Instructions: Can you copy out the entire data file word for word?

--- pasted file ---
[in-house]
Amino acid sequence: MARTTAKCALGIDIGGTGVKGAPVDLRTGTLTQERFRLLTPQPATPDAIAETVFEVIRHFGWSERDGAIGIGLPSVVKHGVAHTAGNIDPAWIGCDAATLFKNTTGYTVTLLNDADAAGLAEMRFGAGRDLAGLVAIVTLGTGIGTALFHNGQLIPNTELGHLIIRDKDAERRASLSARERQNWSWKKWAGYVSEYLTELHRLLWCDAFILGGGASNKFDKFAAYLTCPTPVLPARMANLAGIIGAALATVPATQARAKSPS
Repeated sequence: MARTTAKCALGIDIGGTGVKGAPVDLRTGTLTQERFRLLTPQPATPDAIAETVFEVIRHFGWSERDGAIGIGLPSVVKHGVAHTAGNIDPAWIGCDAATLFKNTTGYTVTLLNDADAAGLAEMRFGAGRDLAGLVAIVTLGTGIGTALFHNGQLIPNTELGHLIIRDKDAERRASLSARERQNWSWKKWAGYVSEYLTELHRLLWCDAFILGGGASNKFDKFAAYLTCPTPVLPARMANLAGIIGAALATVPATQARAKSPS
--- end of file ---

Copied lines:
[in-house]
Amino acid sequence: MARTTAKCALGIDIGGTGVKGAPVDLRTGTLTQERFRLLTPQPATPDAIAETVFEVIRHFGWSERDGAIGIGLPSVVKHGVAHTAGNIDPAWIGCDAATLFKNTTGYTVTLLNDADAAGLAEMRFGAGRDLAGLVAIVTLGTGIGTALFHNGQLIPNTELGHLIIRDKDAERRASLSARERQNWSWKKWAGYVSEYLTELHRLLWCDAFILGGGASNKFDKFAAYLTCPTPVLPARMANLAGIIGAALATVPATQARAKSPS
Repeated sequence: MARTTAKCALGIDIGGTGVKGAPVDLRTGTLTQERFRLLTPQPATPDAIAETVFEVIRHFGWSERDGAIGIGLPSVVKHGVAHTAGNIDPAWIGCDAATLFKNTTGYTVTLLNDADAAGLAEMRFGAGRDLAGLVAIVTLGTGIGTALFHNGQLIPNTELGHLIIRDKDAERRASLSARERQNWSWKKWAGYVSEYLTELHRLLWCDAFILGGGASNKFDKFAAYLTCPTPVLPARMANLAGIIGAALATVPATQARAKSPS